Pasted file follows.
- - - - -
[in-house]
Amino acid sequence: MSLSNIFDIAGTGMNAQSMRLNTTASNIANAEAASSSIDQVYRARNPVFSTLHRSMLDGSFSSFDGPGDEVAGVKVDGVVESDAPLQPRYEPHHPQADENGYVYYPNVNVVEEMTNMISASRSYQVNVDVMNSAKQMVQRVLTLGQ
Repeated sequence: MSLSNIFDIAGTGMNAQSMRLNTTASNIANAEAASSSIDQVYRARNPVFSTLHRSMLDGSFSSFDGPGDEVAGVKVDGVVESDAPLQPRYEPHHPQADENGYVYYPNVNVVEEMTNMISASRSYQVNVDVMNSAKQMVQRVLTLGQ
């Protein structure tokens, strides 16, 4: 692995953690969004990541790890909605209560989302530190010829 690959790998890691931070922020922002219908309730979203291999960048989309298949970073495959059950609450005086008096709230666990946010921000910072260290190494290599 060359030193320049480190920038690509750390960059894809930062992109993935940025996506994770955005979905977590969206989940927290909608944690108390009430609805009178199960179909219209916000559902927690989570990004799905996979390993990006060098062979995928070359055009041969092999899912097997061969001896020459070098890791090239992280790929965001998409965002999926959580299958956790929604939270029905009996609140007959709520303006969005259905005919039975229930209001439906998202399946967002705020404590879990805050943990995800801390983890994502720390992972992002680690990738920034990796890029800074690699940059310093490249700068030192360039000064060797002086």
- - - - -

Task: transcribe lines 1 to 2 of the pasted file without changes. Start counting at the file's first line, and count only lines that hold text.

[in-house]
Amino acid sequence: MSLSNIFDIAGTGMNAQSMRLNTTASNIANAEAASSSIDQVYRARNPVFSTLHRSMLDGSFSSFDGPGDEVAGVKVDGVVESDAPLQPRYEPHHPQADENGYVYYPNVNVVEEMTNMISASRSYQVNVDVMNSAKQMVQRVLTLGQ